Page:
On a day when a major US television network’s headline is ‘North Korea Ready To Launch?’ a less urgent but still apocalyptic vision of the times was also launched from Pyongyang’s State news agency.
In its inimitable style, the Korean Central News Agency (KCNA) of the Democratic People’s Republic of Korea (DPRK) took a very deep breath and announced:
The army and people of the DPRK will always follow with a high degree of revolutionary vigilance the moves of the United States and its followers against the DPRK which are inching closer to the line of danger as the days go by and decisively react against the reckless provocations of the aggressors with strong measures for self-defense.
So now you know.
Yet the matter under discussion by the news agency is not the alleged missile or perhaps, alleged satellite rocket allegedly about to be launched, and which could allegedly reach the USA and thus allegedly become what Secretary of State Condoleezza Rice described as a ‘very serious matter and, indeed, a provocative act.’ No, what causes grave concern at the people’s news agency is: RIMPAC-2006.
Though hardly reported in the corporate media, this is the US-led, large joint military exercise which began on 25 June ‘the day the US started the Korean War in the last century,’ says the Pyongyang agency and will end on 29 July. According to Pentagon publicity, RIMPAC, or the Pacific Rim maritime exercise of 2006 is ‘Wargames on a global scale’ and takes place off Hawaii with nations it lists alphabetically: Australia, Canada, Chile, Peru, Japan, Republic of Korea, UK, and USA.
The Pentagon gives the opening date one day later: 26 June. (The Korean War did begin on 25 June, 1950, but nobody other than North Korea accuses the US of beginning it although arguments continue over who fired first, North or South Korea.)
The KCNA further accuses the US of ‘pushing the situation to the brink of war,’ but omits any mention of the putative launch of its long-range Taepodong-2 rocket. It also refrains from mentioning Valiant Shield, another huge ocean exercise, officially ‘the largest in recent history,’ that involved 20 US ships and 300 aircraft off Guam from 19-23 June.
So much foreign military activity continues in North Korea’s part of the world Washington is sending more troops and ships to the area that it certainly looks threatening in Pyongyang. But the West’s hysterical headlines are equally selective. The two exercises receive hardly a reference, whereas the supposed Taepodong launch was first publicised in mid-May and has been in the headlines for two weeks.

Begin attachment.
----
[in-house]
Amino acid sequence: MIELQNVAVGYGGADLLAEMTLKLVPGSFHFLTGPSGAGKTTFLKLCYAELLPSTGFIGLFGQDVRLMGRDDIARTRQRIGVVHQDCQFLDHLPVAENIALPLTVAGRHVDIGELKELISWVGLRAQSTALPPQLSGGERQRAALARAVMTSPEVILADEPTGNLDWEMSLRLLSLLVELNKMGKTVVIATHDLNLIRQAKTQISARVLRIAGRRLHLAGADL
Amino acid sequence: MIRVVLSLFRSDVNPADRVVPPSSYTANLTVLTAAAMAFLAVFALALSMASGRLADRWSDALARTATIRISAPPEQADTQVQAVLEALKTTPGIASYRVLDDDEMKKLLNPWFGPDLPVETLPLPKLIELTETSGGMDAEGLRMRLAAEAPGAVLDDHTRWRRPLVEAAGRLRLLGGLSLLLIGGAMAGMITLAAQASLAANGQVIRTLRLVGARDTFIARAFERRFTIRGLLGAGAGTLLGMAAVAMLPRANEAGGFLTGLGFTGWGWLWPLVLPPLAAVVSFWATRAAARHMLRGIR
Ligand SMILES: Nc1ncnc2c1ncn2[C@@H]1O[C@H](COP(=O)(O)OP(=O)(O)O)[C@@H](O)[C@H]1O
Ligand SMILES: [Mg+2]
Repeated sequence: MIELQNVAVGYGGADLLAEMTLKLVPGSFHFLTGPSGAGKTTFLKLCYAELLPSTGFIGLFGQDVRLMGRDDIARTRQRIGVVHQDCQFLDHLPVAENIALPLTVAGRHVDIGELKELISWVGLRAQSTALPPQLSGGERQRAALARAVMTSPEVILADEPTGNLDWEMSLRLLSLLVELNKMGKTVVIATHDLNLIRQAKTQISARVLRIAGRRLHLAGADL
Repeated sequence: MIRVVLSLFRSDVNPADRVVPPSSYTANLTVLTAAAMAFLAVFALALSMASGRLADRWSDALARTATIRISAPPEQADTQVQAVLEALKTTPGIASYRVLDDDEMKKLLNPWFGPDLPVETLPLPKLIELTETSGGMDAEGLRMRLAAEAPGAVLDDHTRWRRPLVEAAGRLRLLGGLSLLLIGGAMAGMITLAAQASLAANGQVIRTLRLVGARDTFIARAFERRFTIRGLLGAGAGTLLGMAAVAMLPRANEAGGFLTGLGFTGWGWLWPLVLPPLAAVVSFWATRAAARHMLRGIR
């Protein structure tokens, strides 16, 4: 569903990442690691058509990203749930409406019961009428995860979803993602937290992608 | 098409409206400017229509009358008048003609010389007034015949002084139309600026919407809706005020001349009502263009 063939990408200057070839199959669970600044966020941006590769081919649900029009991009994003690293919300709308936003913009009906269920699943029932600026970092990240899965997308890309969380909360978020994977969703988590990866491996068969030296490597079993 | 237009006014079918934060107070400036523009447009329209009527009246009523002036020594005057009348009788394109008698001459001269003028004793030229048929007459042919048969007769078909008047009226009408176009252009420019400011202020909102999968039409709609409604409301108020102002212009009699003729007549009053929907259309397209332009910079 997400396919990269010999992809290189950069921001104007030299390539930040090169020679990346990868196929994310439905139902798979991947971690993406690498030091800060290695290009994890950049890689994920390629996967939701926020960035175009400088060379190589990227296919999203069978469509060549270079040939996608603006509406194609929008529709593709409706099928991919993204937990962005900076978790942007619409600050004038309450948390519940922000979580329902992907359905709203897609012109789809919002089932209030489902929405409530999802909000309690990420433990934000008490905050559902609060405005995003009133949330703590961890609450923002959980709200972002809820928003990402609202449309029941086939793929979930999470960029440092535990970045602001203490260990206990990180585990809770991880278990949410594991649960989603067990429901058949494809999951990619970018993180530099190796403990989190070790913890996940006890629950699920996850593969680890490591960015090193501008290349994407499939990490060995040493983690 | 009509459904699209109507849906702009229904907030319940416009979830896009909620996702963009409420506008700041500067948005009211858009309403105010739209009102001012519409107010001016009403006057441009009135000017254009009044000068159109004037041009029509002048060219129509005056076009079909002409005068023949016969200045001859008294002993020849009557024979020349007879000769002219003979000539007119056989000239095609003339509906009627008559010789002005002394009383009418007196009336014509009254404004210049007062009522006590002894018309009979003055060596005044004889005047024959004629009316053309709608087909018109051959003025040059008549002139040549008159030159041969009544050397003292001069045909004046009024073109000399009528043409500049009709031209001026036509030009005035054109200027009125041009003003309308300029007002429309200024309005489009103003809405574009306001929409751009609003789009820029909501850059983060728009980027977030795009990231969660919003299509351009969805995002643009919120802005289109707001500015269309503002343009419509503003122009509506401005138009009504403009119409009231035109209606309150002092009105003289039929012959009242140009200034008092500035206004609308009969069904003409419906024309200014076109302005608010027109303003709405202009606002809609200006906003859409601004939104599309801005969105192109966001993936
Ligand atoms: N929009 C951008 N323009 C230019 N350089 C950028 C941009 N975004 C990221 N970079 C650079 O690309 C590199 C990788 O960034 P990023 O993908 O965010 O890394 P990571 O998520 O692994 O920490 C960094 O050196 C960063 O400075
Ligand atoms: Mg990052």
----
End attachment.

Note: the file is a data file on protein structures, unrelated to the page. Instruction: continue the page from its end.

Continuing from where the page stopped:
The discrepancy goes further. If reading only the Western corporate media, one needs to be very determined to discover that the object spotted by US satellites at the alleged launch site, Musudan-Ri in North Hamgyong province, North Korea, may not be an ‘intercontinental ballistic missile’ in the military sense at all. It could be just another attempt by the reclusive neo-Confucian-communist country to put a satellite into space.
Almost alone in mentioning this is maverick American military analyst and author William Arkin, who is now contributing to washingtonpost.com. He reminds us that in 1998 when Pyongyang fired a Taepodong-1 over Japan to international Cold War-style uproar, it turned out to be a failed attempt to put North Korea into orbit. The small third-stage rocket failed and the satellite was destroyed.
Arkin’s reference is a March 2006 report from the National Air and Space Intelligence Center entitled ‘Ballistic and Cruise Missile Threat,’ obtained by Hans Kristensen of the Federation of American Scientists.
How does this sit with the declaration of Japan’s aggressive Foreign Minister, Taro Aso, that even if a piece of the missile fell on his sacred islands, it would be ‘regarded as an attack.’ Is that not a frequent risk when a country fires something into space? Once a chunk of large Soviet space material landed on Canada, but Ottawa did not talk of war.
Then on 24 June, three Democrats, former Vice President Walter Mondale, former Defence Secretary William Perry, and former Assistant Defence Secretary Ashton Carter, urge a pre-emptive strike on Musudan-Ri. It took the White House’s chief hawk, Vice President Dick Cheney, to cool that notion.
Meanwhile, the North Korean dictator Kim Il Sung’s alleged WMD seems extraordinarily prone to the weather. The US media has named succeeding days for a launch but poor weather intervenes. Then the alleged liquid fuel must be re-loaded, but nobody knows if the satellite-tracked ‘fuel trucks’ contain the real stuff.
It’s taken North Korea eight years to develop a long-range rocket to supersede the one that failed in 1998. Placing on top of that a miniaturised nuclear WMD would take another 10 years, say scientists not in thrall to Washington and its allies. So what’s the fuss all about?
Could it be that the bad, or just mad, King Kim is successfully indulging his eccentricity in a preposterous PR lark to demonstrate the power he can wield, despite his nation’s technological shortcomings? Is he trying to show Washington he can hit back, metaphorically at least, against President Bush’s hardline recent tactics against Pyongyang?
Kim’s priority is propaganda, and as former Australian intelligence analyst Robyn Lim, now a professor at Nanzan University, Japan, commented: ‘The Dear Leader likes poker and he’s pretty good at it.’
Kim may fail, in every respect, but he may yet make a fool of his opponent propagandists.
Even so, if a big, fat Taepodong-2 should happen to arch across our celestial vault by the time you read this, here’s a guarantee: You will remain unscratched.
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